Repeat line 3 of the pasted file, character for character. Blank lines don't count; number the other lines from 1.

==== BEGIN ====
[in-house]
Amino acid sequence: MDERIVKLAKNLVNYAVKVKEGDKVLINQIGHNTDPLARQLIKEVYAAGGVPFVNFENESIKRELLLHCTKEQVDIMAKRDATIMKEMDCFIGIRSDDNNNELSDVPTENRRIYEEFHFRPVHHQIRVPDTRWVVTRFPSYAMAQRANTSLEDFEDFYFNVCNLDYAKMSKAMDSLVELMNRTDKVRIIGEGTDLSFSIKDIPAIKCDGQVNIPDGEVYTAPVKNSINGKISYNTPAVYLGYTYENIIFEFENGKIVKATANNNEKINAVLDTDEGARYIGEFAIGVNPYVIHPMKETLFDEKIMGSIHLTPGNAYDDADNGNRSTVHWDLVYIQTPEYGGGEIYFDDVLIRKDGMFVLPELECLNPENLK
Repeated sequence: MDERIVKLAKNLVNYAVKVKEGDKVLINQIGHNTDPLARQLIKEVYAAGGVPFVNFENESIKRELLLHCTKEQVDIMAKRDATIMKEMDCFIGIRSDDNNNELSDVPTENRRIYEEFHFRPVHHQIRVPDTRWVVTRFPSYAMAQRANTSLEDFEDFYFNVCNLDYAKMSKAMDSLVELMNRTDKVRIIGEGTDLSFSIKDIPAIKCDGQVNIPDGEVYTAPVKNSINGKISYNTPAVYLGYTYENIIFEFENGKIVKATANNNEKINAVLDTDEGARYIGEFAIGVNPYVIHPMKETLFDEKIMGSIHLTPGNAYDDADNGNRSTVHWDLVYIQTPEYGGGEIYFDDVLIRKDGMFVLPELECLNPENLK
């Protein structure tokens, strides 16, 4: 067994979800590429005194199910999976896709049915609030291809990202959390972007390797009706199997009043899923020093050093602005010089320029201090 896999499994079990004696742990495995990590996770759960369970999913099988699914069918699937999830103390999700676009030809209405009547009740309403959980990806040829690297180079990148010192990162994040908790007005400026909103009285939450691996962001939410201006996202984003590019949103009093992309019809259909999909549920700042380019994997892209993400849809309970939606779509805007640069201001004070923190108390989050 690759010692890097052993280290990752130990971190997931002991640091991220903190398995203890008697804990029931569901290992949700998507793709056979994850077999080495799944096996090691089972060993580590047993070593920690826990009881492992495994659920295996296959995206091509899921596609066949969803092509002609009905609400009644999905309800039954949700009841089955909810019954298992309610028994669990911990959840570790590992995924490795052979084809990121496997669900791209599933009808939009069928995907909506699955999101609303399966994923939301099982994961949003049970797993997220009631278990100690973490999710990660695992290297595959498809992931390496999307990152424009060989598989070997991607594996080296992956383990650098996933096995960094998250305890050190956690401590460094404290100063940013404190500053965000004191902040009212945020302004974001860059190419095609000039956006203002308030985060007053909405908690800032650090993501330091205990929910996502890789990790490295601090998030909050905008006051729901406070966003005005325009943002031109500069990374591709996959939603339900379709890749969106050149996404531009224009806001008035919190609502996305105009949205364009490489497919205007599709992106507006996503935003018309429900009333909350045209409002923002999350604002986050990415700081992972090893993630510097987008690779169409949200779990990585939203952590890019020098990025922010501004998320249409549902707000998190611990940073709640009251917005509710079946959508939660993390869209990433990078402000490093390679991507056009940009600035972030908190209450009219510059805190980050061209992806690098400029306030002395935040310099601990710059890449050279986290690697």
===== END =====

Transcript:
Repeated sequence: MDERIVKLAKNLVNYAVKVKEGDKVLINQIGHNTDPLARQLIKEVYAAGGVPFVNFENESIKRELLLHCTKEQVDIMAKRDATIMKEMDCFIGIRSDDNNNELSDVPTENRRIYEEFHFRPVHHQIRVPDTRWVVTRFPSYAMAQRANTSLEDFEDFYFNVCNLDYAKMSKAMDSLVELMNRTDKVRIIGEGTDLSFSIKDIPAIKCDGQVNIPDGEVYTAPVKNSINGKISYNTPAVYLGYTYENIIFEFENGKIVKATANNNEKINAVLDTDEGARYIGEFAIGVNPYVIHPMKETLFDEKIMGSIHLTPGNAYDDADNGNRSTVHWDLVYIQTPEYGGGEIYFDDVLIRKDGMFVLPELECLNPENLK